Microsoft appears to have taken further steps to funnel Windows 11 users towards its web browser Edge, whether they like it or not.
Since the latest Windows 11 update (build 22494), users have reported the operating system will no longer allow links associated with Microsoft Edge to be opened in any other browser.
For a number of years, Microsoft has used a custom URI scheme to force links opened via its own services (e.g. Windows 11 widgets, the Start menu etc.) to launch in Edge. By using the URL prefix “microsoft-edge:”, the company can direct the OS to open the relevant site in its own-brand browser, even if another is set as the default.
Until now, users have been able to rely on a free service called EdgeDeflector to counteract this URI scheme, and rival browsers Firefox and Brave feature similar in-built workarounds. However, following the latest Windows 11 update, none of these solutions remain viable.
Microsoft Edge, or nothing
Although Microsoft has not gone quite as far as to force all web links to launch in Edge, only those housed in its own products, the move is unlikely to prove popular with Windows 11 users, many of whom use a third-party browser as their daily driver.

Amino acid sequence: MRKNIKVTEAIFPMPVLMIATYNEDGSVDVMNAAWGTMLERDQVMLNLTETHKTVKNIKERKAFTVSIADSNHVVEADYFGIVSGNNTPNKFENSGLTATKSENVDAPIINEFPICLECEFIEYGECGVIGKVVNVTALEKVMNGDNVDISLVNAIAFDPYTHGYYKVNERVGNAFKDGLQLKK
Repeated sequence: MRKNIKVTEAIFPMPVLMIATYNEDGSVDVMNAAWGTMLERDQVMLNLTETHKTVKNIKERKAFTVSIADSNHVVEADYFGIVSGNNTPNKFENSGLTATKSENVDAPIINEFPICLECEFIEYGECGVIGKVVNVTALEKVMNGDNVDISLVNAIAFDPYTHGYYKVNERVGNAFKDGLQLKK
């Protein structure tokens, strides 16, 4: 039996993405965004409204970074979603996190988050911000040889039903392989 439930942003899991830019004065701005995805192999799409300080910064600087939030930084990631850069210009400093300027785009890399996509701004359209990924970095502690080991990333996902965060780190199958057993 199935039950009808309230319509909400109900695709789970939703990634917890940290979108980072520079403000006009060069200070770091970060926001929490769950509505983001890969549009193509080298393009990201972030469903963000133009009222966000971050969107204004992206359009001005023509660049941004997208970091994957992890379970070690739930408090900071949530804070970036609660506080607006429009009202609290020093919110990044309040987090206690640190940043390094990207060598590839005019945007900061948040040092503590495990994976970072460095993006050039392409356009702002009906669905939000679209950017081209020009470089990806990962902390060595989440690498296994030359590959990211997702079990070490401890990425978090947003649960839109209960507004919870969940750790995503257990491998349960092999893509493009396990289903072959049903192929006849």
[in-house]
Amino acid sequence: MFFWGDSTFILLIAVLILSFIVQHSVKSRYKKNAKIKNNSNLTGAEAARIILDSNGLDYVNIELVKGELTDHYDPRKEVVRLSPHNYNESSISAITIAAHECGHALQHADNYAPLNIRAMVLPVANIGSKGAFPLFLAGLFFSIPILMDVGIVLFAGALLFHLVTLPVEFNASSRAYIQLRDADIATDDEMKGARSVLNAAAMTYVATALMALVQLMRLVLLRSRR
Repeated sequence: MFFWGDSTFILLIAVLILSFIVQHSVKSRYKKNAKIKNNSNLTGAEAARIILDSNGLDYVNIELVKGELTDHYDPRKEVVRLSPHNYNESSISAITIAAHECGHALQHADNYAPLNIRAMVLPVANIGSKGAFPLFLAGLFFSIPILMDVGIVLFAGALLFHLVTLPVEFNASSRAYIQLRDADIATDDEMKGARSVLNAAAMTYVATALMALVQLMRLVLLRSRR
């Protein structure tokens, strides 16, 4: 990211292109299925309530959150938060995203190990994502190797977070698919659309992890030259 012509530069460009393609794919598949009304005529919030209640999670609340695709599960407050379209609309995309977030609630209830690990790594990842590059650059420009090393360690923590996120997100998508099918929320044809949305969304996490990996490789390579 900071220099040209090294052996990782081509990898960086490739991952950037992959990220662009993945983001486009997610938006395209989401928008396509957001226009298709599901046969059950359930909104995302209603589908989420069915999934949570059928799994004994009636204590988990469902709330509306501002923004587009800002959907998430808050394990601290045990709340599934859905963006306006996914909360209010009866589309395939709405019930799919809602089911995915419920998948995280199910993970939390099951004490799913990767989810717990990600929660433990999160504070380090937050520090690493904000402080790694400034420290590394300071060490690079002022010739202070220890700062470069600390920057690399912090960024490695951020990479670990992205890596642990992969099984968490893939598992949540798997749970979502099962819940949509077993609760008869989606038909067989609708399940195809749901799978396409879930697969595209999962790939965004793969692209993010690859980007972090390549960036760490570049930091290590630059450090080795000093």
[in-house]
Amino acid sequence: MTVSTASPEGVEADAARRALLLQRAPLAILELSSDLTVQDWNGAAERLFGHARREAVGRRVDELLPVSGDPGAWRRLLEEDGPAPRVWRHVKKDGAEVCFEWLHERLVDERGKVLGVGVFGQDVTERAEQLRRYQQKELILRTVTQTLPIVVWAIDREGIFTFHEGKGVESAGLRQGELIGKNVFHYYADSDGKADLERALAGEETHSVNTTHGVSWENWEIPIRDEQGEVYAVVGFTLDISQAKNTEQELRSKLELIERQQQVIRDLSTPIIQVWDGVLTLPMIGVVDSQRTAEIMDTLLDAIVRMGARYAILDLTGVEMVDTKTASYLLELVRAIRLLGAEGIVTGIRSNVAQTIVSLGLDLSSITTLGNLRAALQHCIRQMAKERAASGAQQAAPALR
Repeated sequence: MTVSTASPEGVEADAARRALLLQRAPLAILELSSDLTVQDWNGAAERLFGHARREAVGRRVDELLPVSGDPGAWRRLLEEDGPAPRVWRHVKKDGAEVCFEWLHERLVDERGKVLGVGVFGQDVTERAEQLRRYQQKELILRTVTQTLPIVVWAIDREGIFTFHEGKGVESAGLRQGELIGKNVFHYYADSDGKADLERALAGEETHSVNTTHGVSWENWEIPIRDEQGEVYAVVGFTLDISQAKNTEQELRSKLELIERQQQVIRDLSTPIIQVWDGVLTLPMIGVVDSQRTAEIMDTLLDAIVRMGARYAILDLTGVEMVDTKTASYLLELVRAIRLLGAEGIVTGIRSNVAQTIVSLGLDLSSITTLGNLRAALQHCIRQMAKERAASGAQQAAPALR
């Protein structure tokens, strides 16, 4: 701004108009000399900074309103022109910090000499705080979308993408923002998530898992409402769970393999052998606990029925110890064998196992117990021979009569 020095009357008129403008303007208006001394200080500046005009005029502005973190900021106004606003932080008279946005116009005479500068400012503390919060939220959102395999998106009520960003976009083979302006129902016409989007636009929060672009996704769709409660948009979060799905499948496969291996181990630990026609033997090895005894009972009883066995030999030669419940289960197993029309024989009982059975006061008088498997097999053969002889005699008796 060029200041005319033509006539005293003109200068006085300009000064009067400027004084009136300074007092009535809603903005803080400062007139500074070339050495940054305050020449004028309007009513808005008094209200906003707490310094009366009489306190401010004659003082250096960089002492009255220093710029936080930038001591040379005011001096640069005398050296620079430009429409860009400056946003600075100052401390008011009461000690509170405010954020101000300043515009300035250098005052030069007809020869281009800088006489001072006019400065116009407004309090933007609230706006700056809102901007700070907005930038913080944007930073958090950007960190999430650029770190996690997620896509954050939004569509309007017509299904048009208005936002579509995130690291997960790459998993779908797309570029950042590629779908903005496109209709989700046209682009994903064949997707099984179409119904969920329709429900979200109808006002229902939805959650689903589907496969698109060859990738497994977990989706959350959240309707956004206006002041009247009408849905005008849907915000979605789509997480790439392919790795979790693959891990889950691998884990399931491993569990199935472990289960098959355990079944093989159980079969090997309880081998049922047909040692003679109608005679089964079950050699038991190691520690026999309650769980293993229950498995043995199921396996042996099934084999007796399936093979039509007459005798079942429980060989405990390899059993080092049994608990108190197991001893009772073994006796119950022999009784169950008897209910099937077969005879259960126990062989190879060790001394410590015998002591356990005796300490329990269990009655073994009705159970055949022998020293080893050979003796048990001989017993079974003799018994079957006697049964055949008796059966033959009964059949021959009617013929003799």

The creator of EdgeDeflector, Daniel Aleksandersen, has also hit out at the company for disabling services like his own - a move he has described as a breach of antitrust law.
“These aren’t the actions of an attentive company that cares about its products anymore,” he wrote in a blog post. “Microsoft isn’t a good steward of the Windows operating system. [It’s] prioritizing ads, bundleware, and service subscriptions over their own productivity.”
“For users, the best action is to complain to their local antitrust regulator or switch to Linux. Your web browser is probably the most important - if not the only - app you regularly use. Microsoft has made it clear that its priorities for Windows don’t align with its users’.”
This is not the first time Microsoft has added a level of friction to using a third-party browser in Windows 11 in recent memory. In August, it emerged the company had made it much more finicky to change the default web browser, requiring users to manually specify a preferred choice across a multitude of file types (HTM, HTML, HTPP, HTTPS, PDF etc.)
TechRadar Pro has asked Microsoft for clarification over whether the update was designed specifically to bypass services like EdgeDeflector, and for a response to the accusations leveled by Aleksandersen.
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Via The Register